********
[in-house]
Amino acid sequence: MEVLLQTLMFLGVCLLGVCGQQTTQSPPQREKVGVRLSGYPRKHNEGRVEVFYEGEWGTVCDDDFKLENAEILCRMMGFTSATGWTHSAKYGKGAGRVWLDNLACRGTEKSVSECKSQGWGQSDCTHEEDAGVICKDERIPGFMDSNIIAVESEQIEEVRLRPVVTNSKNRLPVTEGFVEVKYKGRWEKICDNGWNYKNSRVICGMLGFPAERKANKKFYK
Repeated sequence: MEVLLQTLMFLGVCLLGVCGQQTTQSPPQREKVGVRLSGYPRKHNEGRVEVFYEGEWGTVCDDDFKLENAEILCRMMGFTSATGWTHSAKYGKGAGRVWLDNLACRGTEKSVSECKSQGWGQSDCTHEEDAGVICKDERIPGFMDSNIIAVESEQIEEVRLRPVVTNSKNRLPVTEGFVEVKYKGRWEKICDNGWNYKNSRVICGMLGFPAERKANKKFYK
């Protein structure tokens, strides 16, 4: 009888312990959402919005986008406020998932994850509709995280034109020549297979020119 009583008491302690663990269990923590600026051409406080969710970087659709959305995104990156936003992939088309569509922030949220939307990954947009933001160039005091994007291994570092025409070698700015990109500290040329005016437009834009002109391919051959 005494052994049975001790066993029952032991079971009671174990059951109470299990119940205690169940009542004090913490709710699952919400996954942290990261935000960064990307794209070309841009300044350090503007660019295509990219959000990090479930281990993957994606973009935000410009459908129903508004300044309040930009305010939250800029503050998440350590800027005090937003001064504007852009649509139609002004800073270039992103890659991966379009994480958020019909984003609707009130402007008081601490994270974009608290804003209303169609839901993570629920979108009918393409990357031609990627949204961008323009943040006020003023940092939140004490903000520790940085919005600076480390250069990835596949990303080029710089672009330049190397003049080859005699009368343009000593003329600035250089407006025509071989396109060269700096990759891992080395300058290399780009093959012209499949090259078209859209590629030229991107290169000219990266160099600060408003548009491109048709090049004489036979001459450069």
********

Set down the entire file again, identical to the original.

[in-house]
Amino acid sequence: MEVLLQTLMFLGVCLLGVCGQQTTQSPPQREKVGVRLSGYPRKHNEGRVEVFYEGEWGTVCDDDFKLENAEILCRMMGFTSATGWTHSAKYGKGAGRVWLDNLACRGTEKSVSECKSQGWGQSDCTHEEDAGVICKDERIPGFMDSNIIAVESEQIEEVRLRPVVTNSKNRLPVTEGFVEVKYKGRWEKICDNGWNYKNSRVICGMLGFPAERKANKKFYK
Repeated sequence: MEVLLQTLMFLGVCLLGVCGQQTTQSPPQREKVGVRLSGYPRKHNEGRVEVFYEGEWGTVCDDDFKLENAEILCRMMGFTSATGWTHSAKYGKGAGRVWLDNLACRGTEKSVSECKSQGWGQSDCTHEEDAGVICKDERIPGFMDSNIIAVESEQIEEVRLRPVVTNSKNRLPVTEGFVEVKYKGRWEKICDNGWNYKNSRVICGMLGFPAERKANKKFYK
């Protein structure tokens, strides 16, 4: 009888312990959402919005986008406020998932994850509709995280034109020549297979020119 009583008491302690663990269990923590600026051409406080969710970087659709959305995104990156936003992939088309569509922030949220939307990954947009933001160039005091994007291994570092025409070698700015990109500290040329005016437009834009002109391919051959 005494052994049975001790066993029952032991079971009671174990059951109470299990119940205690169940009542004090913490709710699952919400996954942290990261935000960064990307794209070309841009300044350090503007660019295509990219959000990090479930281990993957994606973009935000410009459908129903508004300044309040930009305010939250800029503050998440350590800027005090937003001064504007852009649509139609002004800073270039992103890659991966379009994480958020019909984003609707009130402007008081601490994270974009608290804003209303169609839901993570629920979108009918393409990357031609990627949204961008323009943040006020003023940092939140004490903000520790940085919005600076480390250069990835596949990303080029710089672009330049190397003049080859005699009368343009000593003329600035250089407006025509071989396109060269700096990759891992080395300058290399780009093959012209499949090259078209859209590629030229991107290169000219990266160099600060408003548009491109048709090049004489036979001459450069």